A world of dreams imploded by age
My mirrored face gazes back at me.
Summers of buttercups would soon be over,
The sweet taste of life, too, would wane.
This is the sum of me, I thought.
This is who I am,
But who am I really?
My name is Miriam.
No one calls me that.
Miriam exists no more,
Her story like so many others
Fathers, mothers, sisters, brothers
Their lives in trinkets and candles
and clothes edged in lace,
All that make a house a home
looted and littered with shards of glass,
photos and papers shredded and burned,
nothing left to share
no one left to share it.
Ghosts of children, too.
A one-armed bear matted with drool.
A crinkled Monopoly board, pieces lost.
Stick-figured cats on wrinkled paper.
And Miriam, like so many others,
robbed of strength and spirit,
No way to stand, nowhere to go.
Mired in the mud where life used to be.
Where men toiled
and women cooked
and children giggled
and lovers kissed
and teachers taught
and rabbis chanted
Burning embers are all that remain
where skeletal villages are living graves,
spit on by brown-shirted boys, barely men,
air thick with the stench of the dying, the dead.
A fortunate few able to flee,
Jammed in a barge destined for dreams
Among the chattel, my grandmother,
Her dress so lovingly stitched,
Now stained and grimy,
Sagging on her four-foot frame
So tiny against this monster war
That had choked her childhood,
And in its wake, sweet Miriam.
In this barge prison, my grandmother
masking pain and loss,
Like so many others on the boat that day,
headed in fear for freedom
hanging onto a frayed rope of hope
through fickle waters,
hearts pounding with each ocean wave.
Like others, she cries and no one hears,
Packing her pain what little was left
As she headed for the boat that day
Her small carpet pouch filled
With photos, maybe a coin or two
From her beloved Austria.
Dreams of freedom mixed with fear
No family waiting,
to yell, “Here I am!”
No shoulder to cry on.
No aunt or uncle or friend to say,
“Cry on if you want, cry if you must,”
Her tears invisible. No one must know.
so small and frail at seventeen.
Her high-top shoes,
Scuffed with dirt and wear.
What would her mother say?
Her mother gone. Her father, too.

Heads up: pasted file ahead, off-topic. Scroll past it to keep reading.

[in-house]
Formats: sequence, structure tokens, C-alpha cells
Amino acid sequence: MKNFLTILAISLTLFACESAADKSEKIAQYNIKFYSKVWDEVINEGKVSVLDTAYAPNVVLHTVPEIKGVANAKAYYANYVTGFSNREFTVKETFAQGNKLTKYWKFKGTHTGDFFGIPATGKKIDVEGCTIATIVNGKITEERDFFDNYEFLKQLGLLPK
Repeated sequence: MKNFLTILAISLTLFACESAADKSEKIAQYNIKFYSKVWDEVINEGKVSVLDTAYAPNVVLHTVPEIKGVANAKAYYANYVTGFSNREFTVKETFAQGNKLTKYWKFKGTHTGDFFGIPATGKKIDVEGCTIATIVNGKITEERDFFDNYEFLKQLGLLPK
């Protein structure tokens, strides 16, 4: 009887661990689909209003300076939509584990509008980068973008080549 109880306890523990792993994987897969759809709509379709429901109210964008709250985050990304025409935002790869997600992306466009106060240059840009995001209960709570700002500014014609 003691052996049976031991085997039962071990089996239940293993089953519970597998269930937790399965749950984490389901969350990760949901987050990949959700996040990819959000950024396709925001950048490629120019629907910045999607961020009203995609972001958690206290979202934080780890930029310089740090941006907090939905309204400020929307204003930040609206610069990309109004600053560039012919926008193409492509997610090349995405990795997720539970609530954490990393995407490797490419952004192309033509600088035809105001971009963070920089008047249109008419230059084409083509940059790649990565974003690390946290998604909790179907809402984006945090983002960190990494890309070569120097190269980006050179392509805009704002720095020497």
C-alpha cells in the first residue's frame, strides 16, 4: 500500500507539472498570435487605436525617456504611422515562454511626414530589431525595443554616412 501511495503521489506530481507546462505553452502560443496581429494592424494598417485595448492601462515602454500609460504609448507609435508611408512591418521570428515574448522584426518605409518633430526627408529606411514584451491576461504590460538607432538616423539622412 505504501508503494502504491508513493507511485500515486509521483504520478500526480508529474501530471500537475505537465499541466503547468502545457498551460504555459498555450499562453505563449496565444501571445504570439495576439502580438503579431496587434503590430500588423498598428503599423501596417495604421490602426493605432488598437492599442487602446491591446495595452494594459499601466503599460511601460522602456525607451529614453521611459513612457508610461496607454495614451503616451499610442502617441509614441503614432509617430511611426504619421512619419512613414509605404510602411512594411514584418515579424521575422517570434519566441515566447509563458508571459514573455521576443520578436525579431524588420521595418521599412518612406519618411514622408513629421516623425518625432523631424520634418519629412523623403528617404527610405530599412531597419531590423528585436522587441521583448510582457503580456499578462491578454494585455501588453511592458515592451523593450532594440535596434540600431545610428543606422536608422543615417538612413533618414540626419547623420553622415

Nine brothers and sisters left behind.
in distant snaking smoke.
Her sister, her confidante
Her anchor to life itself.
Where was she?
Her dear, sweet Miriam.
Like the rest of them.
Now, generations later,
The smoke long cleared,
I carry her name.
“Miriam.” Hebrew. “Rebellious,”
And yet, how could Miriam rebel?
How would she? How could she?
No voice to scream. No fists to fight.
I am bound to rebel where she could not.
I am bound to remember her,
and all the others who died with her
and all those who would have been born
for generations to follow
if only she had lived.
I am bound to speak for those muted by fear
To show strength for those who cannot.
I am bound to rebel
My name is Miriam.
PHOTOGRAPH: The author’s grandmother Regina (sister of her namesake Great Aunt Miriam Teichman).
NOTE FROM THE AUTHOR: “My Name Is Miriam” is written in honor of my Great Aunt Miriam, my namesake and one of many of my relatives slaughtered in the concentration camps of Nazi Germany. It is also my way of paying tribute to my grandmother, Regina, who was one of the fortunate few to escape to America and a new life.
ABOUT THE AUTHOR: Michele Hyatt-Blankman, of Columbia, Maryland, is the wife of Jon Blankman, and the proud mom of two sons, Richard, of Brooklyn, New York, and Joshua, of San Antonio, Texas. After receiving her BA in English at Virginia Wesleyan in Norfolk, Virginia, and pursuing a Journalism degree as a Graduate Teaching Assistant at Marshall University in Huntington, Virginia, she followed careers in both public relations and book editing. Now, she enjoys time at home with her four cats. Her favorite hobbies are making scrapbooks and cards.
AUTHOR’S NOTE ON THE PHOTO: At home with two of my four cats, Gizmo (gray and white) and our newest addition, Sheldon, named after my favorite character in The Big Bang Theory.